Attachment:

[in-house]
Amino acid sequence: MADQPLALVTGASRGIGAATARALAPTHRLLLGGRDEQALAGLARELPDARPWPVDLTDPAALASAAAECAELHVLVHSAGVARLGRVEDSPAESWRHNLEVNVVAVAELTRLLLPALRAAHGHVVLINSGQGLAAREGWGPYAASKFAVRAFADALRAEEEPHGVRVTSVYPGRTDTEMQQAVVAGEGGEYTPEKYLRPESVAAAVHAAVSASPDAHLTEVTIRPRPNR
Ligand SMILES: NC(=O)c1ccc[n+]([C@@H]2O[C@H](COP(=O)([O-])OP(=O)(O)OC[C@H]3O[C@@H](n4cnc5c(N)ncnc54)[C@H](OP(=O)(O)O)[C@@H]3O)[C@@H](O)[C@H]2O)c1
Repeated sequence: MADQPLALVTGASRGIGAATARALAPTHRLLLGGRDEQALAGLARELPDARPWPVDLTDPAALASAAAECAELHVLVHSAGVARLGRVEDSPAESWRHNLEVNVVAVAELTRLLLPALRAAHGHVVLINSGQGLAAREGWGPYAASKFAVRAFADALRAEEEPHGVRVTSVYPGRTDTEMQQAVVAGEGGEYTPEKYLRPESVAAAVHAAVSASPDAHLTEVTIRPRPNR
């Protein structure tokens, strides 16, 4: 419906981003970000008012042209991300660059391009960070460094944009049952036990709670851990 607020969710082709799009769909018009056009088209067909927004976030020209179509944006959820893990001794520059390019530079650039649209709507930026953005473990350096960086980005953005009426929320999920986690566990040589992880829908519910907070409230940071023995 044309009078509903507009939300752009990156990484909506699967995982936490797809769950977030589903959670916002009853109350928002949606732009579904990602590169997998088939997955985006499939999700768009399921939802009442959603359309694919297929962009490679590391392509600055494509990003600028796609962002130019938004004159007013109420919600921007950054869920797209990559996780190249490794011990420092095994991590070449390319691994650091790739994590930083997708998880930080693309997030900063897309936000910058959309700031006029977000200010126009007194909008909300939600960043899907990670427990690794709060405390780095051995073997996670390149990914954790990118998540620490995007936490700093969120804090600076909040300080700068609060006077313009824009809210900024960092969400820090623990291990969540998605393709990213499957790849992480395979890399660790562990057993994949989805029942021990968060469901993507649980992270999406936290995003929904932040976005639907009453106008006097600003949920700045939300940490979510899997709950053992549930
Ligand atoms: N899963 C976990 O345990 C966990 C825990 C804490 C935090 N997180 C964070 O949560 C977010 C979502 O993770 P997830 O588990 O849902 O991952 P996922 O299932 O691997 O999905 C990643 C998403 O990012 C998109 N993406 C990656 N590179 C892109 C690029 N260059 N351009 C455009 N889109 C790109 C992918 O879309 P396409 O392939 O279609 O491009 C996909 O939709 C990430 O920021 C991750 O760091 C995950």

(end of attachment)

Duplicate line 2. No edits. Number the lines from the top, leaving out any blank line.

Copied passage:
Amino acid sequence: MADQPLALVTGASRGIGAATARALAPTHRLLLGGRDEQALAGLARELPDARPWPVDLTDPAALASAAAECAELHVLVHSAGVARLGRVEDSPAESWRHNLEVNVVAVAELTRLLLPALRAAHGHVVLINSGQGLAAREGWGPYAASKFAVRAFADALRAEEEPHGVRVTSVYPGRTDTEMQQAVVAGEGGEYTPEKYLRPESVAAAVHAAVSASPDAHLTEVTIRPRPNR